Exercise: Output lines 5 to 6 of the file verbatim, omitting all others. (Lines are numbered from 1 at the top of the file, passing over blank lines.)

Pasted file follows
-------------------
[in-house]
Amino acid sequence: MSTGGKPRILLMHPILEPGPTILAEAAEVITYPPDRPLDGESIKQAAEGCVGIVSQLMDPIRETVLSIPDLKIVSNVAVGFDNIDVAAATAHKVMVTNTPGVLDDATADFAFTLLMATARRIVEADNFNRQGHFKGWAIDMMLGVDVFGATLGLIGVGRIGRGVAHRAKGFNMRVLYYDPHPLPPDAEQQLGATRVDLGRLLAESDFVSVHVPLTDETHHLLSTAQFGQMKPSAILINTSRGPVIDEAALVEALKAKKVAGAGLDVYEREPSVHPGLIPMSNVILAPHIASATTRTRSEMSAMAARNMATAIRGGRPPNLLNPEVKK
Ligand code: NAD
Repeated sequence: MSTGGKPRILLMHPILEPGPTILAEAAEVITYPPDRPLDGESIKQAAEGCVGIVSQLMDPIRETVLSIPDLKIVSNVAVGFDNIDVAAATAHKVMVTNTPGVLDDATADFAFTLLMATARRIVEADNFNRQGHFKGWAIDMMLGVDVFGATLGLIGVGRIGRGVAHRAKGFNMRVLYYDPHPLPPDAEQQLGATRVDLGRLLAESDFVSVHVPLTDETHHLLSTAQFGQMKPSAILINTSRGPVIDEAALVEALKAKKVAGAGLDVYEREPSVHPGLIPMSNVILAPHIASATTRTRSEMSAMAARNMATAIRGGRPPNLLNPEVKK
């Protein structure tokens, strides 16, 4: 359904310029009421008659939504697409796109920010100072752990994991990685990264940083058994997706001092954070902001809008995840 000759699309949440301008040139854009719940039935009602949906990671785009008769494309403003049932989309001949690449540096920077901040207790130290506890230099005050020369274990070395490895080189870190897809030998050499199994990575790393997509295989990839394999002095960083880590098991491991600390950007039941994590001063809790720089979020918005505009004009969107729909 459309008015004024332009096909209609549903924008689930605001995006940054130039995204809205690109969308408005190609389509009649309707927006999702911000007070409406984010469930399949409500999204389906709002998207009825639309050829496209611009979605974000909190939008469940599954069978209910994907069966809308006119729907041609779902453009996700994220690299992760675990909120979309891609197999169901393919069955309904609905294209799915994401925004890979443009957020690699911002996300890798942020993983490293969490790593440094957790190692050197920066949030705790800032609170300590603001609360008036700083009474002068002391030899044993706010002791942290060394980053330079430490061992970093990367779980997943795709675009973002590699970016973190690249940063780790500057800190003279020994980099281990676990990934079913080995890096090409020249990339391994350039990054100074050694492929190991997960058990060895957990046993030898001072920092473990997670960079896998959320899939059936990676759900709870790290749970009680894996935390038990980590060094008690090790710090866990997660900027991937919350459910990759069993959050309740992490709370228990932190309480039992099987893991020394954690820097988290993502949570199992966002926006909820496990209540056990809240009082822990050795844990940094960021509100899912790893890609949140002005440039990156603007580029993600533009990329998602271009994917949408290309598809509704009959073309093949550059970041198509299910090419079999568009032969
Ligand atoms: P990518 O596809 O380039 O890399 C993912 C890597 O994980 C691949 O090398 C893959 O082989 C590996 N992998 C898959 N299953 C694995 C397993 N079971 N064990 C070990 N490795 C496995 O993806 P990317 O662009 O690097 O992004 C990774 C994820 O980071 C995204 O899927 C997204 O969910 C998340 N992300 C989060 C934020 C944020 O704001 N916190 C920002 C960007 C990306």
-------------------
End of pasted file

């Protein structure tokens, strides 16, 4: 359904310029009421008659939504697409796109920010100072752990994991990685990264940083058994997706001092954070902001809008995840 000759699309949440301008040139854009719940039935009602949906990671785009008769494309403003049932989309001949690449540096920077901040207790130290506890230099005050020369274990070395490895080189870190897809030998050499199994990575790393997509295989990839394999002095960083880590098991491991600390950007039941994590001063809790720089979020918005505009004009969107729909 459309008015004024332009096909209609549903924008689930605001995006940054130039995204809205690109969308408005190609389509009649309707927006999702911000007070409406984010469930399949409500999204389906709002998207009825639309050829496209611009979605974000909190939008469940599954069978209910994907069966809308006119729907041609779902453009996700994220690299992760675990909120979309891609197999169901393919069955309904609905294209799915994401925004890979443009957020690699911002996300890798942020993983490293969490790593440094957790190692050197920066949030705790800032609170300590603001609360008036700083009474002068002391030899044993706010002791942290060394980053330079430490061992970093990367779980997943795709675009973002590699970016973190690249940063780790500057800190003279020994980099281990676990990934079913080995890096090409020249990339391994350039990054100074050694492929190991997960058990060895957990046993030898001072920092473990997670960079896998959320899939059936990676759900709870790290749970009680894996935390038990980590060094008690090790710090866990997660900027991937919350459910990759069993959050309740992490709370228990932190309480039992099987893991020394954690820097988290993502949570199992966002926006909820496990209540056990809240009082822990050795844990940094960021509100899912790893890609949140002005440039990156603007580029993600533009990329998602271009994917949408290309598809509704009959073309093949550059970041198509299910090419079999568009032969
Ligand atoms: P990518 O596809 O380039 O890399 C993912 C890597 O994980 C691949 O090398 C893959 O082989 C590996 N992998 C898959 N299953 C694995 C397993 N079971 N064990 C070990 N490795 C496995 O993806 P990317 O662009 O690097 O992004 C990774 C994820 O980071 C995204 O899927 C997204 O969910 C998340 N992300 C989060 C934020 C944020 O704001 N916190 C920002 C960007 C990306």